Broadly, the additional requirements on ADR providers address decision remit; transparency and independence; consistency and quality; customer service; and sharing complaints information and data more regularly. The additional requirements also seek to standardise the process by which providers may award compensation to customers, but are not intended to increase the frequency of such awards.
The Report notes that these changes to the LCCP are not intended to impose any new obligation on licensees to ensure that their nominated ADR provider is meeting the additional standards. Instead, licensees will fulfil their obligations under the LCCP simply by checking that their ADR provider is on the list of approved providers, which the Commission intends to publish on their website.
These change to the LCCP will apply to all licences (including ancillary remote licences) except gaming machine technical and gambling software licences and will come into force on 31 October 2019.
Research, prevention and treatment contributions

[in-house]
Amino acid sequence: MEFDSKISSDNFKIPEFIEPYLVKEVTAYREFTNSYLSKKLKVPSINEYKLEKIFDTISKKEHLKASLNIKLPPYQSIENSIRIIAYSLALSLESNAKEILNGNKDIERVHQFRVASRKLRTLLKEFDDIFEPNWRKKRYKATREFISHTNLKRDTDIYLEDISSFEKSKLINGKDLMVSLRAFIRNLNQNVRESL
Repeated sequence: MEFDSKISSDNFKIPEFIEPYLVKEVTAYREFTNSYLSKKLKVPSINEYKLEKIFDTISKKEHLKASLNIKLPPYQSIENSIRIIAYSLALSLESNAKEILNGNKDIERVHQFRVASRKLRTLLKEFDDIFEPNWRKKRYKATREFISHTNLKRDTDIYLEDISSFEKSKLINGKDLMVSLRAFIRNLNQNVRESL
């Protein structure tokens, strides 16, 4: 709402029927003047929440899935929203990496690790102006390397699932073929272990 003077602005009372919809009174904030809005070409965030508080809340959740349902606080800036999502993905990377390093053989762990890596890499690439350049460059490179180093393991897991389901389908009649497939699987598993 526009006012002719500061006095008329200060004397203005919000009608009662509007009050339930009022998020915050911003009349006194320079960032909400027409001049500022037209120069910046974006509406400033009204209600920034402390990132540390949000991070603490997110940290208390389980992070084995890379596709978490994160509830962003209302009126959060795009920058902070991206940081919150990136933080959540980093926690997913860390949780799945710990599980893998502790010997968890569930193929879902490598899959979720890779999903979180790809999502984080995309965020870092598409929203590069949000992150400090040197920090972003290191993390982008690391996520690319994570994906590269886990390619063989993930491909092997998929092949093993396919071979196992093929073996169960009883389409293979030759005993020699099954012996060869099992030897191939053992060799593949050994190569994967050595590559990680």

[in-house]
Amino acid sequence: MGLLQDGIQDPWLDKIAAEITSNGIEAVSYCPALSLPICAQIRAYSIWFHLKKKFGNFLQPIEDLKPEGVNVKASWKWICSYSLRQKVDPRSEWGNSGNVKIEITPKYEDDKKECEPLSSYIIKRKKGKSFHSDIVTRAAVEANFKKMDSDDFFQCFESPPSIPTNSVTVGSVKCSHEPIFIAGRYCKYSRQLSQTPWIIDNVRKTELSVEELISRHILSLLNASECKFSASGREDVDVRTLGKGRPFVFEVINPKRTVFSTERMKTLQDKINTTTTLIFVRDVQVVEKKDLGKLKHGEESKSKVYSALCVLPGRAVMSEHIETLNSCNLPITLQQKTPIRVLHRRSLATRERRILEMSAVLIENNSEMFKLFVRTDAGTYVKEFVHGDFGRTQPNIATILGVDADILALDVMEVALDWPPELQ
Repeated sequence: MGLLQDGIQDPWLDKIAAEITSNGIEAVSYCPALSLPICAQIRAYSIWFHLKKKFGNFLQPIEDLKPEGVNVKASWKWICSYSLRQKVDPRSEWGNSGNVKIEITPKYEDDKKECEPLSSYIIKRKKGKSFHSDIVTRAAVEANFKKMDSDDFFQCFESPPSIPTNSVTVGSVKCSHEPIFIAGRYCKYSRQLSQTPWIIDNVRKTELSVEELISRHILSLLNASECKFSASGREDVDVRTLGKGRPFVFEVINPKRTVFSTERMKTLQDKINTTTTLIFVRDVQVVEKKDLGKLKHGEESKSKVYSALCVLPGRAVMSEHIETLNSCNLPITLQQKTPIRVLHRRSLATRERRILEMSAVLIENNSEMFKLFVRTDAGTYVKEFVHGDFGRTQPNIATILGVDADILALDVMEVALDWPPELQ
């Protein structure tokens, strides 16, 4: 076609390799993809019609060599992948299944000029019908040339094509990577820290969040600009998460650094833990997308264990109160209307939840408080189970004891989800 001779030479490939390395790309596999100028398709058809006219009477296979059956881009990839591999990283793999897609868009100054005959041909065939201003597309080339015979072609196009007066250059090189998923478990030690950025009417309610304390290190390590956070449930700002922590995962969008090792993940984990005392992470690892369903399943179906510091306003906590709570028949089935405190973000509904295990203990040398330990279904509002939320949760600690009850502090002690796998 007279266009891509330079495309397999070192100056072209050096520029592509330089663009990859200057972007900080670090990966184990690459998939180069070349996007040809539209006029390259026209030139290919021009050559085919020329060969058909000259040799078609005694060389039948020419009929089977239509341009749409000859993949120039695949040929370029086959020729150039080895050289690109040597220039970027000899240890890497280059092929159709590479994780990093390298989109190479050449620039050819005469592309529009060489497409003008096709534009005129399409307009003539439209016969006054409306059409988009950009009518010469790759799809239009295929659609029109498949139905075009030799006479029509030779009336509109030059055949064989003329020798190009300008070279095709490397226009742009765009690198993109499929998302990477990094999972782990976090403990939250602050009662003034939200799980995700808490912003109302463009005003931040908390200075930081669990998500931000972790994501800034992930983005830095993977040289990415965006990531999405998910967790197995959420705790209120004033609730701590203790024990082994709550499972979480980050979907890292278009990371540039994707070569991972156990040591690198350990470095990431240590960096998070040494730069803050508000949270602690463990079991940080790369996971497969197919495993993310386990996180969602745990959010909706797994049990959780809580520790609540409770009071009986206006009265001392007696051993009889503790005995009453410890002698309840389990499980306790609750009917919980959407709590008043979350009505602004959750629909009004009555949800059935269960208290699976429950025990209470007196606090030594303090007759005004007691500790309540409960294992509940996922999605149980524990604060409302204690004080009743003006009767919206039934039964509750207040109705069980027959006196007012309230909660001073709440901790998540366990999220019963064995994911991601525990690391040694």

The Commission has amended social responsibility code provision 3.1.1 (combating problem gambling) so as to require that any annual financial contributions made by licensees (also known as “RET” contributions or funds) for research, prevention and treatment be made to organisations which are approved by the Commission. The systems remains voluntary and the Report confirms that there will be no mandatory minimum RET contribution imposed on operators.
This change to the LCCP will apply to all licences, and will come into force on 1 January 2020.
The Commissions’ Executive Director, Paul Hope, commented in respect of the Report:
“These changes have been designed to make gambling fairer and safer for consumers and we expect gambling firms to meet their responsibilities in these areas.”
It will be important for operators to take the time to consider the contents of the Report and also the Customer Interaction Guidance in adjusting and updating their policies and procedures as necessary. The recommendations relating to operators’ assessment of affordability and customer personal circumstances in identifying customers at risk of gambling harms are particularly onerous and are likely to reduce operator revenue. The additional standards imposed on ADR providers are also likely to result in increased costs which may be passed onto operators in turn.
The Report follows a number of recent actions taken by the Commission in seeking to ensure fairer and safer gambling. These include the Commission’s recently launched National Strategy to reduce gambling harms and an overview of the enforcement action and future lessons for operators set out in the Commission’s Enforcement Report 2018/19 (an overview of which is available in our recent LawNow).